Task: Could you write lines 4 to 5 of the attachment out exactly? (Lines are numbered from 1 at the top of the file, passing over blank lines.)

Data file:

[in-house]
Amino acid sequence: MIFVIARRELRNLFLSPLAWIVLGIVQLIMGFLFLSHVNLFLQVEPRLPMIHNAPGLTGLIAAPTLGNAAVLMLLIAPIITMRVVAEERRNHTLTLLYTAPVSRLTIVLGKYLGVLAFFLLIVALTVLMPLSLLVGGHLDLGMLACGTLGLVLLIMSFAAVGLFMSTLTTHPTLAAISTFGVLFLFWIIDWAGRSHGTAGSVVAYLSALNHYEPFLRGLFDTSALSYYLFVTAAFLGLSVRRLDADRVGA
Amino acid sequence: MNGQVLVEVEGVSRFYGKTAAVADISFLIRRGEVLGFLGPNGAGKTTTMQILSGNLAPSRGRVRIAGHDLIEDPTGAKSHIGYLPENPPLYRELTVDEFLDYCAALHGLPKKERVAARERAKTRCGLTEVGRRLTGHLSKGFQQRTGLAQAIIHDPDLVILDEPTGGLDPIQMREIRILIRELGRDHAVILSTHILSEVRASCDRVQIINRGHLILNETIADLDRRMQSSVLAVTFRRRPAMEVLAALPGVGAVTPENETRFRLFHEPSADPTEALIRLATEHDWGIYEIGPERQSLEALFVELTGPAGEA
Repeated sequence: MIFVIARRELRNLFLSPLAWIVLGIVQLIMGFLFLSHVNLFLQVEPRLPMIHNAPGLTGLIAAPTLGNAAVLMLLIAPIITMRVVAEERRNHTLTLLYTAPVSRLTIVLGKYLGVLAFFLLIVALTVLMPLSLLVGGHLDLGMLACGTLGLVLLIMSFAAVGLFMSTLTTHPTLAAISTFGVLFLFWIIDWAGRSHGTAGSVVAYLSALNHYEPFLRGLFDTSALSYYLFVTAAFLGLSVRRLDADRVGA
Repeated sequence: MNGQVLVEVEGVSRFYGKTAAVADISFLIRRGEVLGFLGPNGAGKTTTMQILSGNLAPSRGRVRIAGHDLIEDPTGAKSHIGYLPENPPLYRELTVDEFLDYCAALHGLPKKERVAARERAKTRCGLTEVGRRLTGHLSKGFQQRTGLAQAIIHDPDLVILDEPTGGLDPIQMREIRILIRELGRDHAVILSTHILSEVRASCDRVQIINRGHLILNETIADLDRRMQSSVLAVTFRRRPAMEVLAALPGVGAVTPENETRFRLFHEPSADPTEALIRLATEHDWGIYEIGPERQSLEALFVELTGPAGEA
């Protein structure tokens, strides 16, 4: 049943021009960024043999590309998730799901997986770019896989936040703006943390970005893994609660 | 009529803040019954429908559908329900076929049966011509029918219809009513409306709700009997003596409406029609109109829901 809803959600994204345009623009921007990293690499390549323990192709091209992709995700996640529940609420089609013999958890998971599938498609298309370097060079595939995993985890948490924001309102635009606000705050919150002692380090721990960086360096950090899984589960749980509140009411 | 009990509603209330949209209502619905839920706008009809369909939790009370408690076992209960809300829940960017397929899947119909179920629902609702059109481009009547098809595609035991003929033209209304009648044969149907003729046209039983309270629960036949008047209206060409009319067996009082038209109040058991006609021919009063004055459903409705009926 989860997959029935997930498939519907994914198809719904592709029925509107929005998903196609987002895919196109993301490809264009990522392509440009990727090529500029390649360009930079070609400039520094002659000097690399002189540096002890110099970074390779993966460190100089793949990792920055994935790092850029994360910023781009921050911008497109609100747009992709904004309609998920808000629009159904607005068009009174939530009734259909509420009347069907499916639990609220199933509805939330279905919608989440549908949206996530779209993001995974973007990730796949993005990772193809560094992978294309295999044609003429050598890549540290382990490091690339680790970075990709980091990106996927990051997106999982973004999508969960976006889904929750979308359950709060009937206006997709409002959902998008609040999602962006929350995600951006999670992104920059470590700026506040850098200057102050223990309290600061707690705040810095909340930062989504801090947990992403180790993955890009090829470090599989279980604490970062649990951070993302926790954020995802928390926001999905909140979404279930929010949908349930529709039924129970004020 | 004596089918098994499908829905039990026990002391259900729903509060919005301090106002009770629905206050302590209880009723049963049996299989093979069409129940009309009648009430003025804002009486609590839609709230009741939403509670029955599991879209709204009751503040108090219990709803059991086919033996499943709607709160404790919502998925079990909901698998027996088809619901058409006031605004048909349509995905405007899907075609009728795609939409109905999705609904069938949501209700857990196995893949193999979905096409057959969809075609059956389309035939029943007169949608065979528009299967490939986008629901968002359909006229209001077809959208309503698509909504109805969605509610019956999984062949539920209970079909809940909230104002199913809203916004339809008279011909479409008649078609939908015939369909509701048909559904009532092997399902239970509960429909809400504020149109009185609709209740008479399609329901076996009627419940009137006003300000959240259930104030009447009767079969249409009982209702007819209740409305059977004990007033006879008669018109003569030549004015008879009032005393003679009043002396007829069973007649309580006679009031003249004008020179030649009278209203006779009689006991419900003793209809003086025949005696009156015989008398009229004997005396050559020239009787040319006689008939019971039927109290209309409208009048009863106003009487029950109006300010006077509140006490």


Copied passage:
Repeated sequence: MIFVIARRELRNLFLSPLAWIVLGIVQLIMGFLFLSHVNLFLQVEPRLPMIHNAPGLTGLIAAPTLGNAAVLMLLIAPIITMRVVAEERRNHTLTLLYTAPVSRLTIVLGKYLGVLAFFLLIVALTVLMPLSLLVGGHLDLGMLACGTLGLVLLIMSFAAVGLFMSTLTTHPTLAAISTFGVLFLFWIIDWAGRSHGTAGSVVAYLSALNHYEPFLRGLFDTSALSYYLFVTAAFLGLSVRRLDADRVGA
Repeated sequence: MNGQVLVEVEGVSRFYGKTAAVADISFLIRRGEVLGFLGPNGAGKTTTMQILSGNLAPSRGRVRIAGHDLIEDPTGAKSHIGYLPENPPLYRELTVDEFLDYCAALHGLPKKERVAARERAKTRCGLTEVGRRLTGHLSKGFQQRTGLAQAIIHDPDLVILDEPTGGLDPIQMREIRILIRELGRDHAVILSTHILSEVRASCDRVQIINRGHLILNETIADLDRRMQSSVLAVTFRRRPAMEVLAALPGVGAVTPENETRFRLFHEPSADPTEALIRLATEHDWGIYEIGPERQSLEALFVELTGPAGEA